In this series, we will examine the role and responsibilities of the project manager. This article deals specifically with failures. Why do some projects fail while others succeed? Who is responsible for the project's failures? Most importantly, what can be done to avoid failures? Can a good project manager do anything to prevent the failure of the project?
Why do Projects Fail?
Firstly, what is a success and what is a failure when it comes to a project? Project success can be defined as an achievement of what was originally outlined and planned. If the purpose is accomplished and the goals are met, the project is successful.
On the other hand, anything short of success is a failure. That means if the project does not deliver the desired goal or perform the expected action, it is a failure. Also among the failed projects are those that are delivered too late, are over the budget, and are lower of quality than expected.
According to substantial research, up to a third of all projects cost more than initially planned, while almost half of all projects encounter difficulties in terms of resources and communication. Most of these difficulties are linked, in one way or another, to a lack of planning.
Causes of Project Failure
There are many causes of project failure. While some are connected to the initiation and planning process, other causes appear during the project execution. Most of these can be labelled as “missed opportunities”. The following list includes some of the main causes of project failures:
1. Lack of structure
A project that lacks structure cannot succeed. By structure, we mean a detailed and thorough planning process. Planning is crucial for any project, and when done inadequately, the project will encounter difficulties.
2. Poor definition of scope
Scoping is one of the first tasks awaiting a project manager when starting a new project. Good scope definition will clearly and concisely determine the individual deliverable, while poor scope definition can cause havoc during the project execution.
3. Unrealistic milestones
It is very important to set realistic goals, especially when it comes to individual project milestones. Unrealistic timeframes make it hard to deliver the product, or its parts, on time. Alternatively, the product or service delivered will lack quality.
4. Lack of management support
Some project team leaders and junior managers are left “unattended”, meaning that there is no supervision by an experienced senior manager. This may cause many issues stemming from the junior manager's lack of experience.
5. Lack of control
Even if the project manager has enough experience and is constantly present, they may be denied control over the project. Due to their inability to make decisions, the project will lack direction.
6. Lack of resources
This problem can emerge toward the end of the project, especially if the project takes longer than expected. It may necessitate working overtime, raise costs, and increase tension within the team.
7. Inaccurate budget planning
If the budget is inaccurately determined at the start of the project, it will inevitably result in higher costs.
8. Poor communication
Last but not least, the inability to adequately communicate on time will lead to project failure. It is practically impossible to succeed if the team members don’t have adequate information and the reporting is poorly done or late.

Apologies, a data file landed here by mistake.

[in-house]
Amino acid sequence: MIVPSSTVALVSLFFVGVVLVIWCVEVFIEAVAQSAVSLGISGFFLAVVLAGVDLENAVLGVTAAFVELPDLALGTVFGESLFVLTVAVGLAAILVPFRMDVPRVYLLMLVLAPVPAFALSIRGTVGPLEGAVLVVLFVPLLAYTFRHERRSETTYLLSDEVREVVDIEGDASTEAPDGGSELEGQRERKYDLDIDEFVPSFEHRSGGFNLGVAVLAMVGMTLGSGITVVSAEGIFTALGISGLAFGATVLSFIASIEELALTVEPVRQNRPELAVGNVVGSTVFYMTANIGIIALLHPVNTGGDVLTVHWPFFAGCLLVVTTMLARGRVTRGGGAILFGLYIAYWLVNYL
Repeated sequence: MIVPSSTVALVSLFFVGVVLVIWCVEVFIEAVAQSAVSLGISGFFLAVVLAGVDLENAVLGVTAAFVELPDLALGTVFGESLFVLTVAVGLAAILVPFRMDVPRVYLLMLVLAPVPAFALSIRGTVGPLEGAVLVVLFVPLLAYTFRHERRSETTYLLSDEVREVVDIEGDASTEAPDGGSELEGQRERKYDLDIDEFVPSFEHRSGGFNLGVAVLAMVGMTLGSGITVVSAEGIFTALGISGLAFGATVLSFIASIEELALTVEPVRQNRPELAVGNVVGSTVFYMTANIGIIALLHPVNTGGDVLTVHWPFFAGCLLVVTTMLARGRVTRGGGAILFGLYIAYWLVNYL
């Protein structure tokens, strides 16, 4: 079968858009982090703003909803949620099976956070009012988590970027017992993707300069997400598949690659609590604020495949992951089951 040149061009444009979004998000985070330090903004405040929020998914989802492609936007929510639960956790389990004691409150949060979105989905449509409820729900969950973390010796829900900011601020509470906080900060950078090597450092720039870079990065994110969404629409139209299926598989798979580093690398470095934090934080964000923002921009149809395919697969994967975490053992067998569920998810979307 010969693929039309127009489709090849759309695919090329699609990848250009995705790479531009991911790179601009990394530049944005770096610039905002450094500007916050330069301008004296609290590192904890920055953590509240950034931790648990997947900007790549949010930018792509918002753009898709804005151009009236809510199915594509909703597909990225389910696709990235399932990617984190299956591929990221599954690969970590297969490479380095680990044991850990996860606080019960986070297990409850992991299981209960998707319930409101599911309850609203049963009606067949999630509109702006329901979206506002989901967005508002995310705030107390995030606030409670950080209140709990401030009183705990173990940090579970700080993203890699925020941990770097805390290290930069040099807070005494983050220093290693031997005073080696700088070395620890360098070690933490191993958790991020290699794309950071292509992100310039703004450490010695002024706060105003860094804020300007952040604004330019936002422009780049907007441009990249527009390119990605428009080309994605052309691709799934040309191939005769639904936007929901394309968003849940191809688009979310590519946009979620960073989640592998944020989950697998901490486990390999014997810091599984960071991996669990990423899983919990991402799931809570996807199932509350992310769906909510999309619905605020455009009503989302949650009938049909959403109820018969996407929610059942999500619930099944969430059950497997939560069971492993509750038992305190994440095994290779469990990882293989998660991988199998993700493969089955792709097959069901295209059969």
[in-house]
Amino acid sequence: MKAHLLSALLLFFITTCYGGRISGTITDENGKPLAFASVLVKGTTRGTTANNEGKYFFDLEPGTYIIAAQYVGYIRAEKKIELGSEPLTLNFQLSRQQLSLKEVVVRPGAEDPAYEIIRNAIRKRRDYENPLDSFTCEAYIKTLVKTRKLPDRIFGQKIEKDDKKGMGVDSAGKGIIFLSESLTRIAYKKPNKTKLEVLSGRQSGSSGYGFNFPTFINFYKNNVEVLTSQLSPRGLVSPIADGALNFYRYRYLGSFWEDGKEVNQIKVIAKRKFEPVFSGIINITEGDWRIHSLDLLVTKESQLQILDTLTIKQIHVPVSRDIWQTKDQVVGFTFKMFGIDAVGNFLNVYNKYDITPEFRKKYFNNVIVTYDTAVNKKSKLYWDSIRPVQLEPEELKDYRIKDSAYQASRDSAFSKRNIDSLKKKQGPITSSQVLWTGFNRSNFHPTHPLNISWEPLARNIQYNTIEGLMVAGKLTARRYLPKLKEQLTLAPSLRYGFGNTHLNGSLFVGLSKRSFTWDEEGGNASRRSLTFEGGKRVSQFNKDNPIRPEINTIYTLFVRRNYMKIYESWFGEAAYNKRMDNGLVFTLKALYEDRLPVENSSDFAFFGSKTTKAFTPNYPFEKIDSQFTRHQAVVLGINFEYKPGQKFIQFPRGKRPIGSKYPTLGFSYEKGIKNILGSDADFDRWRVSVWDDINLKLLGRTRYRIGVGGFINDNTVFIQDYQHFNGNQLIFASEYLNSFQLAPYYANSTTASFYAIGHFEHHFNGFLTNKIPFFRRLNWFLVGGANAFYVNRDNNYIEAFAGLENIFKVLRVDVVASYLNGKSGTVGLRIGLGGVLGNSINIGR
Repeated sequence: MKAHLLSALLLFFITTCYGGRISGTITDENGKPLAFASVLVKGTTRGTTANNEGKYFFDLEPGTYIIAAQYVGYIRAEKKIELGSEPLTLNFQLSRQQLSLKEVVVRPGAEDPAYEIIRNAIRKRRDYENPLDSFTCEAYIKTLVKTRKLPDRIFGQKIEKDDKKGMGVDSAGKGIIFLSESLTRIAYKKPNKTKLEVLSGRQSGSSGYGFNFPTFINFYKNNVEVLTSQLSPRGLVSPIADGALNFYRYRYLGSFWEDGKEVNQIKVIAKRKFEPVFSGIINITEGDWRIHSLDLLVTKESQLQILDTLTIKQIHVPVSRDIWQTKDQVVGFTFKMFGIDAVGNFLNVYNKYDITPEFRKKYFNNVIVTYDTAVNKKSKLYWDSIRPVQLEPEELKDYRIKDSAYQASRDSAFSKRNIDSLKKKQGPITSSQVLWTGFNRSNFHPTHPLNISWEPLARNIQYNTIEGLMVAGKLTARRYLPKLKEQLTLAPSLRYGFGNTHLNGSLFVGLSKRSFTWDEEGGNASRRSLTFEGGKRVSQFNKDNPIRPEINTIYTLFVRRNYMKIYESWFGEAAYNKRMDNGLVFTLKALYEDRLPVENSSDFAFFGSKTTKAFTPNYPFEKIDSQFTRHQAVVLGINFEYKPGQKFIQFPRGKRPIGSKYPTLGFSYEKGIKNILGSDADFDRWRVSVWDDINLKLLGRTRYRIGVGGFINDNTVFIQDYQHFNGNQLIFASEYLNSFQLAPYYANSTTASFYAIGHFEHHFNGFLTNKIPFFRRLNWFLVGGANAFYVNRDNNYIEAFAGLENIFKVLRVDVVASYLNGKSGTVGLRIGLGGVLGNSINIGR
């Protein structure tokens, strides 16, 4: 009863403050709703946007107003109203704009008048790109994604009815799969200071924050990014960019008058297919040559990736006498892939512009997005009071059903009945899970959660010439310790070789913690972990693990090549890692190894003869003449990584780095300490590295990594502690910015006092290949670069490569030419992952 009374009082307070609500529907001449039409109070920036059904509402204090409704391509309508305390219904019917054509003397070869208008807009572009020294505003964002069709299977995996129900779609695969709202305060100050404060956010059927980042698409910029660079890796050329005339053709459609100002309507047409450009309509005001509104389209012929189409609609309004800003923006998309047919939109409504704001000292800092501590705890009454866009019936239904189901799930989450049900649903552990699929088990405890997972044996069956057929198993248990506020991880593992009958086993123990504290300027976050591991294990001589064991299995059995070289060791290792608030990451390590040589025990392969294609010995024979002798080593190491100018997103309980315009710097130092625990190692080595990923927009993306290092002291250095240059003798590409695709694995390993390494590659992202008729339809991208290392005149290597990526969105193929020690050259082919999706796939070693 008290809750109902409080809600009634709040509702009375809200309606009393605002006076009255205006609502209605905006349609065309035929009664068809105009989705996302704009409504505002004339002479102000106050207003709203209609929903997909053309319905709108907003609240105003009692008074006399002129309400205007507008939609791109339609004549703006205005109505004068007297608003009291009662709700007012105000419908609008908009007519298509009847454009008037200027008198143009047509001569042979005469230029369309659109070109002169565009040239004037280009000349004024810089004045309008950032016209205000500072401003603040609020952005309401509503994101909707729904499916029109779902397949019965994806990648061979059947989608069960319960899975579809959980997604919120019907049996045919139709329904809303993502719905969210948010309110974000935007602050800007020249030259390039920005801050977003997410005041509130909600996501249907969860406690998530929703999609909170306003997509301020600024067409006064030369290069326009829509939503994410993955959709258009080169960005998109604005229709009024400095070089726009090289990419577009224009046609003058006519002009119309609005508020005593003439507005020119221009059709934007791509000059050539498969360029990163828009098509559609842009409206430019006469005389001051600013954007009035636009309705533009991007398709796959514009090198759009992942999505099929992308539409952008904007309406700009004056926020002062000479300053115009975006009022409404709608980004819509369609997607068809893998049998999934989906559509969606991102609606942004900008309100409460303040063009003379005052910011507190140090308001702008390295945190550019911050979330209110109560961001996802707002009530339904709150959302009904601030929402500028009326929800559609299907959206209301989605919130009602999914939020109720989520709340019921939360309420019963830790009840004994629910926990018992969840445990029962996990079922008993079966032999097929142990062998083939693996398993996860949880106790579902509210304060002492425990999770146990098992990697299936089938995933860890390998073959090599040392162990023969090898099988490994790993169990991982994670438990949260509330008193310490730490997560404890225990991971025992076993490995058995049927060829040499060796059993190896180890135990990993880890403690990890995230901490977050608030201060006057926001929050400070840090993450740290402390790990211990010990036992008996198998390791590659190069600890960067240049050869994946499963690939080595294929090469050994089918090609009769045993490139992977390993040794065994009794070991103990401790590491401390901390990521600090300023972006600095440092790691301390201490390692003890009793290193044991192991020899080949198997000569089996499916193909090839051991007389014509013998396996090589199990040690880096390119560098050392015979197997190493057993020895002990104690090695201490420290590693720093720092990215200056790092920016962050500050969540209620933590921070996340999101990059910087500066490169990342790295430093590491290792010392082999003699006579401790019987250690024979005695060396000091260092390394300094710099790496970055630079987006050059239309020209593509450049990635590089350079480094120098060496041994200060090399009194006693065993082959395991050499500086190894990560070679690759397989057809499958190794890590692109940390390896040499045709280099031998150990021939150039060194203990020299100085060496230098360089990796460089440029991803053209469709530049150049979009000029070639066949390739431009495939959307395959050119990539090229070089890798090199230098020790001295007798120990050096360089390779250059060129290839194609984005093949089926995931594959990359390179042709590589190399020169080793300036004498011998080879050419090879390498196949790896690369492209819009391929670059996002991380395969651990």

Four Steps to Avoid Project Failure
A great way to avoid the above-mentioned pitfalls is to employ these four steps: plan, lead, communicate, and manage.
Planning is the most important part of managing a project. It includes identifying stakeholders, analysing project risk, developing the project plan, defining requirements, and establishing communication with the team members. Good planning will save the project from poor scope definition, lack of structure, and unrealistic milestones.
A project manager is a leader, and the quality of the leadership will reflect in the project's success. As a project manager, be proactive in setting clear expectations for the team and establishing well-defined directions for their work. Do not be afraid to ask for assistance when needed and connect to the management for further support. At the same time, do not forget the importance of regular control and to step in when the project starts going in the wrong direction.
Communication is not an easy step, but it pays off if done correctly. Communication includes sharing objectives and recognising different perspectives. A good communicator is not afraid to face different opinions or address assumptions. Only by communication are the goals and expectations clearly defined. Part of the art of communication is to allow for feedback and criticism that improves the work, environment, and relationships.
Good managing means leading by example, setting expectations and requirements, and remaining at the scene at all times. A project manager is a teacher and a mentor, so good management involves taking time to train the team and offer consultation along the way.
All in all, it is essential for project managers to know how to overcome project failure by adopting both leadership and proper management. Proper techniques of project management will surely result in project success. Explore our Certified Agile Project Management course to enhance your project management and leadership skills.